Photo courtesy of Google Images
One of the most frequently asked question I hear when I am working with buyers who are relocating to Oregon from other states is why don’t our newer homes have basements? It’s simple really. It’s because we have such a mild climate that our frost line is not very deep below the surface. House foundations need to be footed below the frost line to prevent the building from shifting during the freeze-thaw cycle. In really cold climates such as you find in the mid-West or back East, the frost line is quite deep. Because the builder has to take the foundation down so far into the earth, it makes economic good sense to utilize the space created by also putting in a basement.

In the earlier days of housing in Oregon, pretty much prior to about 1940, the people building homes often had come West and were building what they were familiar with. So in the Portland area, and even here in Lake Oswego, the houses built prior to 1940 usually do have a basement. But homes built later than 1940 rarely do.

Basement of Chillon Castle Photo courtesy of Wikipedia
The exception is a house built on a lot that slopes down from the street. Even in today’s new homes this sort of a lot is usually taken full advantage of by building a “daylight” basement. A daylight basement is different from a traditional basement in that it has at least one side that is fully above the ground. So you can have full size doors to the outside as well as full size windows.

Finished vs Unfinished
In many parts of the country basement square footage is not included in the total square footage of the house unless it is finished as living area. In Portland I think this was the case about 20 years ago. Gradually, as Realtors and sellers included unfinished basement square footage in the total square footage of the house, this became acceptable. So if you are looking at a house with a basement, you’ll want to figure out if the basement is finished or not.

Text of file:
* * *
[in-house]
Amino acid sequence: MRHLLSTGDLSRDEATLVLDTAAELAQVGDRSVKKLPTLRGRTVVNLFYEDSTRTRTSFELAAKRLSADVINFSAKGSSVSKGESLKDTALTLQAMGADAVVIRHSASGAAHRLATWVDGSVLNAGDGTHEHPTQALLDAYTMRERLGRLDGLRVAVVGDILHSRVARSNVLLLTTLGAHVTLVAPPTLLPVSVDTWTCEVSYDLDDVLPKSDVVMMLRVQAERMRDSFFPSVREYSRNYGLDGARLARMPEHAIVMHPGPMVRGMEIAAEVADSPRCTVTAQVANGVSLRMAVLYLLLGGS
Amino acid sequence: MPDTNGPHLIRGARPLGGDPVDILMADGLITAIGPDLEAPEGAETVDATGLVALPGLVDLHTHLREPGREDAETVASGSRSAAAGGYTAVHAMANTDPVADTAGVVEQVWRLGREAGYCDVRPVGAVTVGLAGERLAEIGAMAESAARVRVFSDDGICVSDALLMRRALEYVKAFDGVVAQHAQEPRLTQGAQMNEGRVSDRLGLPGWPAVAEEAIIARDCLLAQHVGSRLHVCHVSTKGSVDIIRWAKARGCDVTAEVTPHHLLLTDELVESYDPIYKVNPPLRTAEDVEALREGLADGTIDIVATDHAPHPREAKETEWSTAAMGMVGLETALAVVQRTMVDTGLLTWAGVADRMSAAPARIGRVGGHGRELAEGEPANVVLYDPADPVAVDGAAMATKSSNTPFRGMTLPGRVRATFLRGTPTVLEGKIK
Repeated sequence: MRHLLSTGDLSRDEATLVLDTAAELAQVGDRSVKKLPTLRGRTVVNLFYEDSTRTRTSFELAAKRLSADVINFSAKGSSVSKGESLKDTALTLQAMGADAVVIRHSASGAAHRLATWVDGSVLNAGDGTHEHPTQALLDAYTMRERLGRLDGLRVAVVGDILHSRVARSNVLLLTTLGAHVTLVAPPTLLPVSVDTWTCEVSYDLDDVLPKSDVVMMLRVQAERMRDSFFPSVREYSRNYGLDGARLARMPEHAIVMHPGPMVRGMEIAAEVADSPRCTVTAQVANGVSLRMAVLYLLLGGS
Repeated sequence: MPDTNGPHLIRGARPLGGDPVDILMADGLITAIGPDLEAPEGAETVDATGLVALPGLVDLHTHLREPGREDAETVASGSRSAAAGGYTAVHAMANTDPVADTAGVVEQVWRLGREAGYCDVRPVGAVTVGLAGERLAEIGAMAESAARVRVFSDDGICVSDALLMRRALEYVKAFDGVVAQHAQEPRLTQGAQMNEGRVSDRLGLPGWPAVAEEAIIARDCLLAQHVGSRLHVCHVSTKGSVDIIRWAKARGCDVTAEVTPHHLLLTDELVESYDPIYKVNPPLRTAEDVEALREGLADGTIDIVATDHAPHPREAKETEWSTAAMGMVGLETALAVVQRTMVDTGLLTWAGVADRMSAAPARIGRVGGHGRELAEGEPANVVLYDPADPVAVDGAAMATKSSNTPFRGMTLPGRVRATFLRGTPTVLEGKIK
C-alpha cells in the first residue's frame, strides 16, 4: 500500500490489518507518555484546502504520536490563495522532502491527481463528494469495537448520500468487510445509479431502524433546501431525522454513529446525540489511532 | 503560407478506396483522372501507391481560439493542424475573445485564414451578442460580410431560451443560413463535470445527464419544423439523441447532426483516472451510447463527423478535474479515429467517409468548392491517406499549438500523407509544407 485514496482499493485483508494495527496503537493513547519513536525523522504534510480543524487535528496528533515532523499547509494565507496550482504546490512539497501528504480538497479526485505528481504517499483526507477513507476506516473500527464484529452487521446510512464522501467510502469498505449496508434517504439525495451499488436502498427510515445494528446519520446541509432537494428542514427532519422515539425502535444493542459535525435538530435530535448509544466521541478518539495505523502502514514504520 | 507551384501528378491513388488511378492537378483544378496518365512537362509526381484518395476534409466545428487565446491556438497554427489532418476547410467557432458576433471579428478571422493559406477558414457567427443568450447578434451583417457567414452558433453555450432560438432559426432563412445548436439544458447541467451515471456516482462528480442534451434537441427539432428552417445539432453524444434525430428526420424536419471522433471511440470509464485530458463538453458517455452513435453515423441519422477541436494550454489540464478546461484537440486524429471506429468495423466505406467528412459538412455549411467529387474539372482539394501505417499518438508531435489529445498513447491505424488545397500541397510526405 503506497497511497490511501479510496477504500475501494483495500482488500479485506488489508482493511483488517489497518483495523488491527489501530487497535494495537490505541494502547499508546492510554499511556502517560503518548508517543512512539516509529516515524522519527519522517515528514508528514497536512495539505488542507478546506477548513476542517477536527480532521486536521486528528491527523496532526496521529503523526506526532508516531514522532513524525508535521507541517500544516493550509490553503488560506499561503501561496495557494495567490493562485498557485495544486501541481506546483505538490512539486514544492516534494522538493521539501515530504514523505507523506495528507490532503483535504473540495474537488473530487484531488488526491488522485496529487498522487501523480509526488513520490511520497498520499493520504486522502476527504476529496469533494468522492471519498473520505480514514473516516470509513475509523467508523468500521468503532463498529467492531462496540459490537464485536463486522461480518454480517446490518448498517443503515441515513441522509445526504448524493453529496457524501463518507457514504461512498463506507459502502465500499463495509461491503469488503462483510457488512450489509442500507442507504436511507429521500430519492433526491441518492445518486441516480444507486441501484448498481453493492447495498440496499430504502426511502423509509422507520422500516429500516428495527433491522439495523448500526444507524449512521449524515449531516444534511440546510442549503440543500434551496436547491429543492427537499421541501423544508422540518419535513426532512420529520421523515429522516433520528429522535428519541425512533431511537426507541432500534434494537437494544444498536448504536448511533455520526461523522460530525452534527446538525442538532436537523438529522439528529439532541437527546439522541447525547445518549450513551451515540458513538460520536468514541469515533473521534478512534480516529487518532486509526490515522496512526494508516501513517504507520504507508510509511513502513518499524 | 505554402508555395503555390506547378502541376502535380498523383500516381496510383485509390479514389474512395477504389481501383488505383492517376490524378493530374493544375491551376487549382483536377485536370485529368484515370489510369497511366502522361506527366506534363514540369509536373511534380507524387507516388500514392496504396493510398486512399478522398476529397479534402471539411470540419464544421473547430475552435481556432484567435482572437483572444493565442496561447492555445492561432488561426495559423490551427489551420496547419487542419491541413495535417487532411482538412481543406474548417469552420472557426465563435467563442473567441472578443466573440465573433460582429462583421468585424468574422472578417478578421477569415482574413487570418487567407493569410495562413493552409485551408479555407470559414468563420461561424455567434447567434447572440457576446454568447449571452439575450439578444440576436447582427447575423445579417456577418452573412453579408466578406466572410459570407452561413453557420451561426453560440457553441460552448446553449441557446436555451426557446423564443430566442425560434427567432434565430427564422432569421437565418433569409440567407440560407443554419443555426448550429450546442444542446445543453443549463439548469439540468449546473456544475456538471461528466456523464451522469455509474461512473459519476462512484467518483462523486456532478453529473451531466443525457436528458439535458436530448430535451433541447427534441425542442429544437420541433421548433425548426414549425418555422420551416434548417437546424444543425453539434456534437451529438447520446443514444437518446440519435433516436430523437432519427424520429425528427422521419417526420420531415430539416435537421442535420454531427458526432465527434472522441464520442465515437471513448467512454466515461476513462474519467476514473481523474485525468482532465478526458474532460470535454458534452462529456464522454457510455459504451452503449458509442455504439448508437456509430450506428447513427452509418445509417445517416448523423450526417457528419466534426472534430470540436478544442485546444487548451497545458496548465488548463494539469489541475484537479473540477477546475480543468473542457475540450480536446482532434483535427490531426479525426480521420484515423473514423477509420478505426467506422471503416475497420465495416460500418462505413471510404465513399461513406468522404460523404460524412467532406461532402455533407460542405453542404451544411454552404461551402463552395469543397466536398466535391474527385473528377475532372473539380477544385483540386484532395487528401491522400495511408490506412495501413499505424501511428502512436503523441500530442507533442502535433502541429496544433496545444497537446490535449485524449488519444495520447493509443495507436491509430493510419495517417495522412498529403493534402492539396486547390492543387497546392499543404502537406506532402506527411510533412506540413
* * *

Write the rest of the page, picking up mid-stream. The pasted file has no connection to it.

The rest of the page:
Unfinished basements do have value. They are great areas for storage and utilities. But they are also great as a space that can be used roughly: for exercise, play area, and hobbies. Do they have the same value as living area that is above the ground? No. I put the question directly to an appraiser early in my career. He told me he felt an unfinished basement had about half the value per square foot as finished living area above ground. A finished basement can equal the value of the living area above ground if it is done with quality and if it has ceiling height, plenty of light, and windows that are large enough and close enough to the floor for safe exit in a fire.

Keep It Dry
The biggest issue with a basement is that it can be prone to water intrusion. Is there such a thing as a basement that will never leak? Perhaps today with codes that are better and if the proper measures are taken to ensure dryness. Probably the single most important thing to keep a basement dry is to keep gutters on the roof clean and working properly. This will take water away from the house and keep it from saturating the ground next to the foundation. The next consideration to a dry basement are drainage systems around the foundation and perhaps even the installation of a sump-pump to take water away from the house. Leaky basements can be fixed.

I really love basements. My own home has a finished basement that has been a great rec room over the years for everyone in the family. It stays cool in the summer and warm in the winter. And when my kids were teenagers, it was the neighborhood hangout. I was one of the Moms who liked having all of the kids over because I had a place they could hang out.

Let me know if you have any questions.